Poor Nicodemus. I understand his wanting to get things right but hesitating to embrace change; probably some of you do too. Don’t we all have some things we believe simply because that’s what we were taught when we were growing up? And don’t some of us struggle with wanting a faith is logical, based on systems, rules, and consequences? But Jesus tells him that he can’t grasp God by such a path. Trust in God is not a theoretical concept, it is a relationship that is born anew by water and the Spirit. And he’s like, “Huh? You want me to be born again? What does that even mean? How is that biologically possible?”

Jesus keeps trying to tell Nicodemus he’s never going to get into the Kingdom of God intellectually. Trusting in God is not reasonable. It is not rational. It cannot be proved. It is not practical or sensible. You cannot master it. Connection to the heart of God can only be received as a gift. God’s reproductive procedures are not like any we’ve come to know. God can birth something new out of nothing at all, and all Nicodemus (or any of us) can do is hold out our arms to embrace it.

Being born the first time is messy, bloody, filled with sweat, tears, groans, and sometimes screaming. I’ve heard there are long periods of pain, followed by brief respites, with no predictable schedule. Sometimes a birth involves needles and forceps and doctors and nurses and midwives and bright lights, and always it includes a mother’s body contorted out of its normal shape, straining to release new life. There’s no reason in the world to believe being born again isn’t equally as full of struggle.

But the Good News is that, just as the Spirit of God hovered over the chaotic waters at Creation and called forth life, and just as the Holy Spirit is present at the birth of each new child on this earth, that same Spirit hovers over us always. God’s Spirit pursues us as we grow, continually calling us on journey to unfamiliar places and events so that something new can happen in this world that God so loves. Jesus reminds us that resurrection can only happen after there’s been a death. He echoes the promise once given to Sarah and Abraham: that we are blessed to be a blessing, but only when we leave behind what is familiar can we arrive in the new place of blessing.

As we go through this passage from old to new, from birth to rebirth, as we endure that terrifying experience of letting go of the old and moving toward the new and unfamiliar, we can trust that the Holy Spirit is in charge. Just as was the case when we were born the first time, we don’t do all the work. We float in the amniotic fluid of God’s womb until the time is right. And then God eases us through the birth canal into the new place of blessing, where our first and most critical task is just to breathe. Breathe deeply. Suck up the Holy Spirit and let it go in one big yowl of new life. And then keep breathing.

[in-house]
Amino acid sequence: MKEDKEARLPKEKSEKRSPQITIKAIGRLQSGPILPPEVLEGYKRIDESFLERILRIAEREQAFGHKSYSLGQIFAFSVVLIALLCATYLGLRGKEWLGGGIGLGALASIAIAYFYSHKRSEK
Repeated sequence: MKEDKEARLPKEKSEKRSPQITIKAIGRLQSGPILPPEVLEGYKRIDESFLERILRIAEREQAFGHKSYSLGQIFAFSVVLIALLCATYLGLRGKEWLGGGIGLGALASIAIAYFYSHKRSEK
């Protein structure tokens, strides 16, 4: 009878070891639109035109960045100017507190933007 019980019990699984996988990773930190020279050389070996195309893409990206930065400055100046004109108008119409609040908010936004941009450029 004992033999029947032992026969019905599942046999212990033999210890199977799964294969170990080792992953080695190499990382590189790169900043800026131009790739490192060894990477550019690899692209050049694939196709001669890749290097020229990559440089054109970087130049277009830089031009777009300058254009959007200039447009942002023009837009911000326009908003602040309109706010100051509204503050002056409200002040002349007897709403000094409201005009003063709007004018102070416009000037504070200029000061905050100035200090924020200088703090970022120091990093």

Each rebirth we experience is traumatic. And each time it happens, we, like most babies, do not enter the new stage of life knowing what to do and how to be. Each time we have to learn to see, to walk, to articulate what we learning. But the Holy Spirit who calls us will continue to nurture and provide for us, to guide and sustain us. The Holy Spirit gifts us with companions on the journey, and spiritual gifts that nurture our faith. We are fed with God’s own body and blood, and given into one another’s care and companionship. When we are ready to explore our new world, God accompanies us all the way, guiding and teaching us, cradling us when we fall, and applauding us when we succeed. This experience doesn’t happen just once. We Christians are frequently born again and again and again as we grow in faith and trust in God.

Nicodemus learned this. He too, after confessing he didn’t understand how he could begin again, did just that. He was blessed to be a blessing. You may not remember this, but after his crucifixion, when Jesus’ dead body was taken off the cross, it was Nicodemus—risking his reputation among his Pharisee buddies (and perhaps even his life!)—who helped to anoint and prepare the body for burial.

Though today’s story demonstrates his struggle with the ways Jesus is challenging his religious understanding and identity, in the end, he must have come to trust in this unconventional rabbi. In today’s text, Nicodemus comes to Jesus by night, but apparently God brings him to the light. In the end, Nicodemus aligns himself with Jesus, no matter how hopeless and irrational and unlikely to produce blessing the relationship seems.

So that’s Nicodemus story of being born again, a story of coming to Jesus, trusting him enough to tell him all his hopes and fears about God, and finding that he was loved beyond all telling of it. He found that in following Jesus, he came to know that God so loved him and the world. What is your story?

~Pastor Susan Schneider

About Trinity Lutheran Church

A congregation of the Evangelical Lutheran Church in America (ELCA) located in Madison, Wisconsin.